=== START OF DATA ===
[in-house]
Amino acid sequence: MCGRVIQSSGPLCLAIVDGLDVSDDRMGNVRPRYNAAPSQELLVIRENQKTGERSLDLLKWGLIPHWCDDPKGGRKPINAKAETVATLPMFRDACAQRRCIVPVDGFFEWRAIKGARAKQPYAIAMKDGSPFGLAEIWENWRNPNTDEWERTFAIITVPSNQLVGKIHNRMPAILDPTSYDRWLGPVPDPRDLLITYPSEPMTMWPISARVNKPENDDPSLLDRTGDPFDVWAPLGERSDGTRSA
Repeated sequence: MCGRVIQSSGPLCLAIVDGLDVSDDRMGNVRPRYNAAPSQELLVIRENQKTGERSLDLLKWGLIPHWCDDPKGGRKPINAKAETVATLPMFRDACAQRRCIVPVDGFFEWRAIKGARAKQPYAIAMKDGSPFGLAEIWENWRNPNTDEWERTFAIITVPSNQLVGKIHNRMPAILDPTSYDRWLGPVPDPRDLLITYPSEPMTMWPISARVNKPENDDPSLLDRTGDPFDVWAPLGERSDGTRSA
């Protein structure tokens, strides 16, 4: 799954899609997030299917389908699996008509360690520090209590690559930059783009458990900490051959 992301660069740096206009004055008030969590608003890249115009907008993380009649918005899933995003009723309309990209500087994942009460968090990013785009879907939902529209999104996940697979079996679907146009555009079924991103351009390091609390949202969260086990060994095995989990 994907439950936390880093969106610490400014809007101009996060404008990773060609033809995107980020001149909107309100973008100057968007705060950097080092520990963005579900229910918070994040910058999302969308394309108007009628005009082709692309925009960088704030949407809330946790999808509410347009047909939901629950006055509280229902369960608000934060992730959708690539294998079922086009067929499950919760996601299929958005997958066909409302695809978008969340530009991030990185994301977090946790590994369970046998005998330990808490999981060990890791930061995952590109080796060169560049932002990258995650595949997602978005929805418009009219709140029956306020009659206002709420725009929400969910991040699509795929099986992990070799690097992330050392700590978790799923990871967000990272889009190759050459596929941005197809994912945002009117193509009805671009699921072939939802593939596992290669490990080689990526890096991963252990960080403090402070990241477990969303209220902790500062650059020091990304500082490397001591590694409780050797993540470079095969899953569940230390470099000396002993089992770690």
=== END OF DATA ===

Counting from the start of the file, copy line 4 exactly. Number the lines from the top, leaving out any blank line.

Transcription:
């Protein structure tokens, strides 16, 4: 799954899609997030299917389908699996008509360690520090209590690559930059783009458990900490051959 992301660069740096206009004055008030969590608003890249115009907008993380009649918005899933995003009723309309990209500087994942009460968090990013785009879907939902529209999104996940697979079996679907146009555009079924991103351009390091609390949202969260086990060994095995989990 994907439950936390880093969106610490400014809007101009996060404008990773060609033809995107980020001149909107309100973008100057968007705060950097080092520990963005579900229910918070994040910058999302969308394309108007009628005009082709692309925009960088704030949407809330946790999808509410347009047909939901629950006055509280229902369960608000934060992730959708690539294998079922086009067929499950919760996601299929958005997958066909409302695809978008969340530009991030990185994301977090946790590994369970046998005998330990808490999981060990890791930061995952590109080796060169560049932002990258995650595949997602978005929805418009009219709140029956306020009659206002709420725009929400969910991040699509795929099986992990070799690097992330050392700590978790799923990871967000990272889009190759050459596929941005197809994912945002009117193509009805671009699921072939939802593939596992290669490990080689990526890096991963252990960080403090402070990241477990969303209220902790500062650059020091990304500082490397001591590694409780050797993540470079095969899953569940230390470099000396002993089992770690």